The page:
As this year’s presidential election morphs into a glorious dumpster fire in its final weeks, one of its hardest-hit casualties has been the thing that spurred it on from the beginning: the Trump name, and, by extension, the Trump brand.
Since Donald J. Trump made his way to the forefront of the GOP, several news sources have reported his brand’s decline in business. The popular mobile app FourSquare found that although foot traffic by Trump brand hotels had been fairly consistent for years, it has been in decline in many of its locations across the nation since 2015. The double-digit drop in traffic, according to the FourSquare report, has been most prevalent among the app’s female users.
From FourSquare, as well as a Fortune article which centers on the Trump brand’s decline in popularity among its more affluent consumers, it comes as no surprise that the company would move in a new direction for their new line of hotels.
Earlier this week, the Trump Hotels issued a press release in which they announced a rebranding of its new hotel chain, which will be known as “Scion.” The name is meant to be a “multi-faceted lifestyle brand developed in response to the boom in social clubs and the “we” economy,” the press release stated.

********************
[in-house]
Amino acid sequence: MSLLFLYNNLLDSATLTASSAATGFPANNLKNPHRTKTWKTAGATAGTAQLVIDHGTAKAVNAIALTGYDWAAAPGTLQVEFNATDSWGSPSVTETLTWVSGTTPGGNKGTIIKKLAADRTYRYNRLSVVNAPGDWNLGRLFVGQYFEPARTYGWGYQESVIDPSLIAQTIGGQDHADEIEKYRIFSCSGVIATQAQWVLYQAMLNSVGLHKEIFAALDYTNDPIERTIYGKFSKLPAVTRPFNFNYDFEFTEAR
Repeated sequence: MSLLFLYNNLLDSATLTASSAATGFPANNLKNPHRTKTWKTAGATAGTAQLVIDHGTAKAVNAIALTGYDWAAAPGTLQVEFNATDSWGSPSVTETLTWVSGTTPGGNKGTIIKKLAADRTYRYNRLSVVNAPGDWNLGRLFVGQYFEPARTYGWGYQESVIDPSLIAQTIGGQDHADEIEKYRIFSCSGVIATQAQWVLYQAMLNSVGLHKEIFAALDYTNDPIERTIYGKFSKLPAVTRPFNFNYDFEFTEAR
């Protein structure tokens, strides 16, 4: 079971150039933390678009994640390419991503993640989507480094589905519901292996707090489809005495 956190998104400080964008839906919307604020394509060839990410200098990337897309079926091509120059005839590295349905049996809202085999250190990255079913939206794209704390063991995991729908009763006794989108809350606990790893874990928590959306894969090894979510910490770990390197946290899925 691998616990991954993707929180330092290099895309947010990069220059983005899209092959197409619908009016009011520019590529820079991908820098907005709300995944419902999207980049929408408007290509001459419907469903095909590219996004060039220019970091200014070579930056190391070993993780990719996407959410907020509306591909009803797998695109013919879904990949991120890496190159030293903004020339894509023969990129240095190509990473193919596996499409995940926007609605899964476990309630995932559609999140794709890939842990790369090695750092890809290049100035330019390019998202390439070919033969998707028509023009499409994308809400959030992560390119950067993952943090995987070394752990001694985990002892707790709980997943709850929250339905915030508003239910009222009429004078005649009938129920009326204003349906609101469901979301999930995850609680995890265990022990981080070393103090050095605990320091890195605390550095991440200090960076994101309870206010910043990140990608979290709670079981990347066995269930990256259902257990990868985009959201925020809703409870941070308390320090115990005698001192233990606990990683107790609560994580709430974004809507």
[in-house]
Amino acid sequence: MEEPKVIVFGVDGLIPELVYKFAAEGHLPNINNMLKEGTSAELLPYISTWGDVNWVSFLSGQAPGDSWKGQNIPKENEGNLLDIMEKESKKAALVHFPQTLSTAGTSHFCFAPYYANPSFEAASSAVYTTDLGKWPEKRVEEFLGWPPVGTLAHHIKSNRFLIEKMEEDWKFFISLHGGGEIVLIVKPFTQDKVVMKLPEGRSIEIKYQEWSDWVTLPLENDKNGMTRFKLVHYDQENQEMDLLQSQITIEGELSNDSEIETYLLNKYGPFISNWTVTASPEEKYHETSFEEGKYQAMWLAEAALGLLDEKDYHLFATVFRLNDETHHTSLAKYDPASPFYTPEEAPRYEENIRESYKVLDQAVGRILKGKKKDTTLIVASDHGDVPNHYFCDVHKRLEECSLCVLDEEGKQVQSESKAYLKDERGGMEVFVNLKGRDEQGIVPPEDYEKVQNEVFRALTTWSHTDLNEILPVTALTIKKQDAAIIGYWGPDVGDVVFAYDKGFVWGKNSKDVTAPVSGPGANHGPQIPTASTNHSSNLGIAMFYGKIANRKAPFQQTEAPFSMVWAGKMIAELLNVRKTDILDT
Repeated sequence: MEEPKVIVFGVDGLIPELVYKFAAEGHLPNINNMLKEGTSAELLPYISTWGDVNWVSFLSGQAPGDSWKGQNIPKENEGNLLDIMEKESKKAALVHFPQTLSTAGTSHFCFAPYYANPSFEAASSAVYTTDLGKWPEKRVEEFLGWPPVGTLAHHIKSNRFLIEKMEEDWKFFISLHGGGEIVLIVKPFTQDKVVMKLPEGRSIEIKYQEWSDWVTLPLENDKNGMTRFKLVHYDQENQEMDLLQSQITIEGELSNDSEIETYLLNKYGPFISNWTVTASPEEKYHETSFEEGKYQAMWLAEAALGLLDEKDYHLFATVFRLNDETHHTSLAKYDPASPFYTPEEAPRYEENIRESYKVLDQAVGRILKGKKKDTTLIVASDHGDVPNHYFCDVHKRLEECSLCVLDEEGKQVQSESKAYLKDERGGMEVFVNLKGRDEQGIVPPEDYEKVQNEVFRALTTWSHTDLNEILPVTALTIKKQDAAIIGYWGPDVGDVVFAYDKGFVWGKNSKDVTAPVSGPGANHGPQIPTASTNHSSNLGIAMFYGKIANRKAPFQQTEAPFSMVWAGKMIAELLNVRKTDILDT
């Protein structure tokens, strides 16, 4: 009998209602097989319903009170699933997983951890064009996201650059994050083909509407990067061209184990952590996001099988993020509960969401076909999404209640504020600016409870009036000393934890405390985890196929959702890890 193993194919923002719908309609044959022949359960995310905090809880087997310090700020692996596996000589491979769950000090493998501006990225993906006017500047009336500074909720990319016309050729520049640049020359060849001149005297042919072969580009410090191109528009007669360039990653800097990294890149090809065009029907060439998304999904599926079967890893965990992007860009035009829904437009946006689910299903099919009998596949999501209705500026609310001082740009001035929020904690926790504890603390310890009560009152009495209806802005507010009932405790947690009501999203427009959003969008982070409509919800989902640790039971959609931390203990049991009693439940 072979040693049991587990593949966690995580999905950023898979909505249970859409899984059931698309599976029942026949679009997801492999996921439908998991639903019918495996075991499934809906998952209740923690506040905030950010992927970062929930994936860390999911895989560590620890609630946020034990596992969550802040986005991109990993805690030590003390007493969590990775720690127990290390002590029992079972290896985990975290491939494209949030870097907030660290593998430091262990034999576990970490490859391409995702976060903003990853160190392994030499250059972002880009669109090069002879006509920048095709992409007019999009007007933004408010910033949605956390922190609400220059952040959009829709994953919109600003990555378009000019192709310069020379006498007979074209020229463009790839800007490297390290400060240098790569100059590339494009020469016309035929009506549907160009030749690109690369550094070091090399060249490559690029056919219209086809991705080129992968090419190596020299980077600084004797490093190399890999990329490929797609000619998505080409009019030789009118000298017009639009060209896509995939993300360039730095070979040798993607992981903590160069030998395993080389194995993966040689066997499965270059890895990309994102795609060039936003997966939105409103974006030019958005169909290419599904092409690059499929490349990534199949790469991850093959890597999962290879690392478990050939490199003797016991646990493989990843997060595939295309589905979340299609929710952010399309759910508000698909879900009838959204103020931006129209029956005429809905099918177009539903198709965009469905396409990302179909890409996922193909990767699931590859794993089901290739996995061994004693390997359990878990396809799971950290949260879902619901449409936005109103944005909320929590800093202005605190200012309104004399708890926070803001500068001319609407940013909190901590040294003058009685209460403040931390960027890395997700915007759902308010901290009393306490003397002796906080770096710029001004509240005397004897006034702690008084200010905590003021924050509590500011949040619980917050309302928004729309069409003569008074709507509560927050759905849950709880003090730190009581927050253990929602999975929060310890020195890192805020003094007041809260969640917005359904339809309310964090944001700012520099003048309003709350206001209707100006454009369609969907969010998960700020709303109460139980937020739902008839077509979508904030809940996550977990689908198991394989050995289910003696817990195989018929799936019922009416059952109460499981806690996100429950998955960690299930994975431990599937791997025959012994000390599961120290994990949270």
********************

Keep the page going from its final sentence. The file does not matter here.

In my opinion, this shows that the head honchos over at the Trump Corporation are looking ahead past the election, and that the best decision they can make is to distance themselves from the political melee that has ensued over the past year and a half. Even though they stand by Donald Trump, it makes sense that they would be gearing up to turn a new leaf come November 9.
What all of this shows is the impact that social media can have on issues much larger than any individual’s cat post or Facebook rant. Who would have thought twenty years ago that an app like FourSquare, which exists for the purpose of allowing people to see where their friends are, would contribute to the national commentary of one of the most – if not the – most controversial American presidential election of all time?
The main takeaway is that we are entering into uncharted territory as a nation. The internet is ubiquitously influencing everything we do, and it’s up to us to determine which influences to allow. In the case of Scion, how long will it be before people who once denounced Trump’s misogynistic rhetoric book a room? When will the moral lines in the sand that people draw now going to move as we move past this election cycle? What effects will this election have on businesses, politics, and the way their publics interact with them? Only time (and social media) will tell.